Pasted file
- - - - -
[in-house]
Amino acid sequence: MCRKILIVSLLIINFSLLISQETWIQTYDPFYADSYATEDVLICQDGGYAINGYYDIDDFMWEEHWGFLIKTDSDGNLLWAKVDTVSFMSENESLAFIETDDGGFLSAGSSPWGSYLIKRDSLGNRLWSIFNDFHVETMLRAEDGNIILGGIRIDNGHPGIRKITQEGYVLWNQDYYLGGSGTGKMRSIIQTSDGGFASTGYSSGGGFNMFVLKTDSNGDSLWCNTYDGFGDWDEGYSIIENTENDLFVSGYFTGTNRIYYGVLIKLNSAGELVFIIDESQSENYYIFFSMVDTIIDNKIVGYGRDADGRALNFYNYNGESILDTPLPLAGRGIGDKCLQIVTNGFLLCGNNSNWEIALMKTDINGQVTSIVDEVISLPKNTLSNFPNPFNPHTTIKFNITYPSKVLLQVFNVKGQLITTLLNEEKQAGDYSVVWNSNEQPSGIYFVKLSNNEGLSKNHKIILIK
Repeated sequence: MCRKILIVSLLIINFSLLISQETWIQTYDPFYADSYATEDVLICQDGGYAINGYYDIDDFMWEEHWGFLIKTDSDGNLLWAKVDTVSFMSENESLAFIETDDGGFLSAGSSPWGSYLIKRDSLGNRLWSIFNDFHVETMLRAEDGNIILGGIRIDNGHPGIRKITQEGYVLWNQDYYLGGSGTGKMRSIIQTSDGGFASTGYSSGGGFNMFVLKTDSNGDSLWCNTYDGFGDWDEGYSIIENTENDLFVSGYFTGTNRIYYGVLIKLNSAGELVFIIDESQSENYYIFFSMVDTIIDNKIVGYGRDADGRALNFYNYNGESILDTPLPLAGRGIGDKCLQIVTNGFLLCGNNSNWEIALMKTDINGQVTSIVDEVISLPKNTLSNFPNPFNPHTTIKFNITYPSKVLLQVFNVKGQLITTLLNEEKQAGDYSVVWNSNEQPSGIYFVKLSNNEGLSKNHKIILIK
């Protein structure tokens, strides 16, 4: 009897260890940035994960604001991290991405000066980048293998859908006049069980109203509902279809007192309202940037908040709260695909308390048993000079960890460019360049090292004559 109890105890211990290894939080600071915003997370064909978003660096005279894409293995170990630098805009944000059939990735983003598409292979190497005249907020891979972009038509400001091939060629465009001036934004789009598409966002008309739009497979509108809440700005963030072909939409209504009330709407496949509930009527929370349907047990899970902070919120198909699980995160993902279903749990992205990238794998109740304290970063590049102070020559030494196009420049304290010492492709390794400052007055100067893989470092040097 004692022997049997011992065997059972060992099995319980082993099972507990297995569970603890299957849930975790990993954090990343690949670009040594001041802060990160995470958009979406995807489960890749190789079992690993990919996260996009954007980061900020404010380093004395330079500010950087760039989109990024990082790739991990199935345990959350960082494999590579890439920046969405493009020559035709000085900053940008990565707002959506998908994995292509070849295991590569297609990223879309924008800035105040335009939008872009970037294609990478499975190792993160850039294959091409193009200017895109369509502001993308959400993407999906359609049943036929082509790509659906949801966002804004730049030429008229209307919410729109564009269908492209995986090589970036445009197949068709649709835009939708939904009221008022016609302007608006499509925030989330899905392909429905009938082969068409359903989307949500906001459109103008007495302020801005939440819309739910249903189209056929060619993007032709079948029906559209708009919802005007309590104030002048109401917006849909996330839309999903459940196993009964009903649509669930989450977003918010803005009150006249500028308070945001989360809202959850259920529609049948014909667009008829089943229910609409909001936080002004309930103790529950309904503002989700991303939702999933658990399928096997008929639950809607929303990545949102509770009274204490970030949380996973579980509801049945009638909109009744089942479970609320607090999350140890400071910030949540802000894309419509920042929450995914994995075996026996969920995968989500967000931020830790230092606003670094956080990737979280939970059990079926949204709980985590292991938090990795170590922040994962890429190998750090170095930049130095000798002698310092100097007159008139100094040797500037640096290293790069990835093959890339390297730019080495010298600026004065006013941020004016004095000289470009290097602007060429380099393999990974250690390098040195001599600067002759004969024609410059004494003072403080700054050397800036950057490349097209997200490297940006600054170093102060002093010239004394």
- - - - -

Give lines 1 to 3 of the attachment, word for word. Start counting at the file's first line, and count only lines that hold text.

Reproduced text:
[in-house]
Amino acid sequence: MCRKILIVSLLIINFSLLISQETWIQTYDPFYADSYATEDVLICQDGGYAINGYYDIDDFMWEEHWGFLIKTDSDGNLLWAKVDTVSFMSENESLAFIETDDGGFLSAGSSPWGSYLIKRDSLGNRLWSIFNDFHVETMLRAEDGNIILGGIRIDNGHPGIRKITQEGYVLWNQDYYLGGSGTGKMRSIIQTSDGGFASTGYSSGGGFNMFVLKTDSNGDSLWCNTYDGFGDWDEGYSIIENTENDLFVSGYFTGTNRIYYGVLIKLNSAGELVFIIDESQSENYYIFFSMVDTIIDNKIVGYGRDADGRALNFYNYNGESILDTPLPLAGRGIGDKCLQIVTNGFLLCGNNSNWEIALMKTDINGQVTSIVDEVISLPKNTLSNFPNPFNPHTTIKFNITYPSKVLLQVFNVKGQLITTLLNEEKQAGDYSVVWNSNEQPSGIYFVKLSNNEGLSKNHKIILIK
Repeated sequence: MCRKILIVSLLIINFSLLISQETWIQTYDPFYADSYATEDVLICQDGGYAINGYYDIDDFMWEEHWGFLIKTDSDGNLLWAKVDTVSFMSENESLAFIETDDGGFLSAGSSPWGSYLIKRDSLGNRLWSIFNDFHVETMLRAEDGNIILGGIRIDNGHPGIRKITQEGYVLWNQDYYLGGSGTGKMRSIIQTSDGGFASTGYSSGGGFNMFVLKTDSNGDSLWCNTYDGFGDWDEGYSIIENTENDLFVSGYFTGTNRIYYGVLIKLNSAGELVFIIDESQSENYYIFFSMVDTIIDNKIVGYGRDADGRALNFYNYNGESILDTPLPLAGRGIGDKCLQIVTNGFLLCGNNSNWEIALMKTDINGQVTSIVDEVISLPKNTLSNFPNPFNPHTTIKFNITYPSKVLLQVFNVKGQLITTLLNEEKQAGDYSVVWNSNEQPSGIYFVKLSNNEGLSKNHKIILIK